Attacked by fungus

It will be remembered as the week of fungus. My long-neglected sourdough culture has surged mysteriously back to life, bubbling over the sides of its jar. Mushroom-based dishes have been appearing on menus everywhere suddenly and without warning. A friend sent me an article about a black mold that grows in whiskey distilleries, living off of ethanol fumes. The coincidences are undeniably striking, with all the ominous portent of the opening chapters of a Stephen King novel.

Worst of all is the mold in the lab. My research this summer is on collembolans: tiny white soil insects half a millimetre long. I’ve taken custody of several hundred of their eggs, each no larger than a mote of dust, and painstakingly transferred them on a single-bristled paintbrush to separate vials.  The fate of my research project hinges upon these eggs hatching successfully – but there are entities who would have otherwise.

In particular, a fungus has infiltrated the vials; not a black fungus, like the one from the distilleries, but a white, woolly fungus, whose innocent appearance masks its sinister intent. It started out as a thin, gosssamer-like film here and there on the dark charcoal substrate, at first attaching to the collembolan eggs only patchily and in thin threads.

Today, though, the fungus has grown bolder, coating the eggs with a thick, furry patina, so that under the microscope they look like tiny legless sheep.  Inside, maybe the fungus is worming its insidious tendrils into the innards of the egg, feeding on the helpless embryo within.  It’s a vicious and grotesque reminder of the cruel indifference of nature. I feel sick to my stomach.

In some vials the fungus has grown up from the egg in long, stiff threads, terminating in starry efflorescences: the appearance is of stretched-out glass dandelions. Although barely visible to the naked eye, under the microscope they appear delicate and strangely pretty, but evil nonetheless, like a tarantula or a Tim Burton heroine.  Invisible even at 50x magnification are the thousands of spores that must be floating from these stalks into the air. The very air that, like a fool, I am even now breathing.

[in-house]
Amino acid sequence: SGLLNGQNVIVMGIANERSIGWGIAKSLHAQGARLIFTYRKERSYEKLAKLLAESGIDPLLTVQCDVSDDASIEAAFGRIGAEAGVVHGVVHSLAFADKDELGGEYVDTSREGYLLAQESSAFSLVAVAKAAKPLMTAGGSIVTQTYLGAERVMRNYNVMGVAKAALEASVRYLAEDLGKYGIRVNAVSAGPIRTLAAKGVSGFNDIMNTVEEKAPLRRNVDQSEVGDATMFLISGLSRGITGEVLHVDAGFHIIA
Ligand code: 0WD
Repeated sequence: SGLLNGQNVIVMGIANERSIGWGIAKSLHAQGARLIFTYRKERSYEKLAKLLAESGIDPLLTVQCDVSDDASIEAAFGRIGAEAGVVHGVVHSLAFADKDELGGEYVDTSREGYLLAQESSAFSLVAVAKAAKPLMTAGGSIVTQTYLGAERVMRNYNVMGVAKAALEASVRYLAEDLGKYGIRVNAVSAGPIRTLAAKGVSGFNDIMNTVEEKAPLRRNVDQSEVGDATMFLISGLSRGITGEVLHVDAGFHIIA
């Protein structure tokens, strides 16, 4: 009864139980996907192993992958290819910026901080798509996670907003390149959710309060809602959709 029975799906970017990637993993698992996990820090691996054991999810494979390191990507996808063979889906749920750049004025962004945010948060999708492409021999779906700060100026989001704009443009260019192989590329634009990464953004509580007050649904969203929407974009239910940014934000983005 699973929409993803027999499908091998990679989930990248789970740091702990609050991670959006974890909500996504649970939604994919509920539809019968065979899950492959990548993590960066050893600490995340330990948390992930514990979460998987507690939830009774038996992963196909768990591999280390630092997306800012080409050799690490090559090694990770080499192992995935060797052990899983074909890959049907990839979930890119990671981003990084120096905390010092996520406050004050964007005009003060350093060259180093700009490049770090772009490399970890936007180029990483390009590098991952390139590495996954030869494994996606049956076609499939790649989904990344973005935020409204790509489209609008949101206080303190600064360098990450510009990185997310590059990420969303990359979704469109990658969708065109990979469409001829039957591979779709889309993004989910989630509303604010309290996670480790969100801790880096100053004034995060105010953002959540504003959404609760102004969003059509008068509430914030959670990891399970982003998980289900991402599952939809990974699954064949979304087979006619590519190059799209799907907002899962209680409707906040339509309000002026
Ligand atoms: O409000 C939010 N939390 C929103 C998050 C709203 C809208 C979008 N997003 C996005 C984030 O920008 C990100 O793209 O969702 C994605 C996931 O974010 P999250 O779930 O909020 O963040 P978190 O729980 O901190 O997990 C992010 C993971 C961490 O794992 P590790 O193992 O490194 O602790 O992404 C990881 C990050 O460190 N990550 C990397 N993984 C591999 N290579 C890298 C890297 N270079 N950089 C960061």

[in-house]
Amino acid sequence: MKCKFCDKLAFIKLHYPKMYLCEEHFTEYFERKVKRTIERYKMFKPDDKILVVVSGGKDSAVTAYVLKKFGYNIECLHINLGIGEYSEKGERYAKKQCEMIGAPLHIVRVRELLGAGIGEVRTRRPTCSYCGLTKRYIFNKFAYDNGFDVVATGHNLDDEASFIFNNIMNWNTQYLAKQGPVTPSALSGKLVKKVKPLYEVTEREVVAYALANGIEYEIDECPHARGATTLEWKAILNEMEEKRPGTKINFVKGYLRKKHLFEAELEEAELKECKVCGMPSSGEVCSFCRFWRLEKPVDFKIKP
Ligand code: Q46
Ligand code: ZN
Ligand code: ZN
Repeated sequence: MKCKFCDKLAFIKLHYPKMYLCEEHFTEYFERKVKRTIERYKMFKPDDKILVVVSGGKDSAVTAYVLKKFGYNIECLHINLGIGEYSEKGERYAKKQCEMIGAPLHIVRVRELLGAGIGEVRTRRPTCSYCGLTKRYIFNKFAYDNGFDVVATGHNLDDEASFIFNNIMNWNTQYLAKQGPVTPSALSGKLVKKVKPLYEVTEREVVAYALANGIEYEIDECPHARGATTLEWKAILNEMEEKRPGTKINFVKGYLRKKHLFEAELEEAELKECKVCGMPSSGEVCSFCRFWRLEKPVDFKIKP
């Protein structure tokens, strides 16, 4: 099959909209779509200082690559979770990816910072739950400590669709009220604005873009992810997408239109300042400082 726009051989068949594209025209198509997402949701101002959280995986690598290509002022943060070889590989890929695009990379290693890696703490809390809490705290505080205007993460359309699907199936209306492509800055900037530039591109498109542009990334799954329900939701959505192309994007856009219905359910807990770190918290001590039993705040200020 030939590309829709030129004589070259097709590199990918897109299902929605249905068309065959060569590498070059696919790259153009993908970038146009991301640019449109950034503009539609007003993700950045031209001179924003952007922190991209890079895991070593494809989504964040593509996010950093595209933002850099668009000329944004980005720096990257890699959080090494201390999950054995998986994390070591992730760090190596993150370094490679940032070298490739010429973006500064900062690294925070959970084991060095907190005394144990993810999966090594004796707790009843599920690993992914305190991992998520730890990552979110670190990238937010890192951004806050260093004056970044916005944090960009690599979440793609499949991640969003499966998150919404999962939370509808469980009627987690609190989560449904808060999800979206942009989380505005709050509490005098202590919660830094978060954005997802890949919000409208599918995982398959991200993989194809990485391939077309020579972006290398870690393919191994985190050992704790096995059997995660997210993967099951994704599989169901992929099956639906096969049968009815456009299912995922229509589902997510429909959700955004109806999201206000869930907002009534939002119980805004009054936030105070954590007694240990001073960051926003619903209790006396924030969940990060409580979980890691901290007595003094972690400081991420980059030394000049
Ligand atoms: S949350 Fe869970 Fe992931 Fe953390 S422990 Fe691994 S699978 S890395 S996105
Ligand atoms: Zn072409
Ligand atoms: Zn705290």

A wave of nausea accompanies vivid images of spores settling on the moist lining of my nasal cavity, taking root and spreading up through my sinuses.  That must be what that tickling sensation just now is.  The plight of the collembolan eggs now seems stupid and trivial, and I am filled with a nameless dread. Weeks or maybe even days from now the police will discover my body, in bed, choked to death overnight by a coarse, fibrous thicket of mold. Or worse: it won’t kill me, but merely work its way into my brain, subtly reprogramming my behaviour to suit its own ends.

Fifteen minutes later, I’m lightheaded from blowing my nose but feel otherwise normal. Normal, that is, except for a strange and growing hunger for insect eggs…

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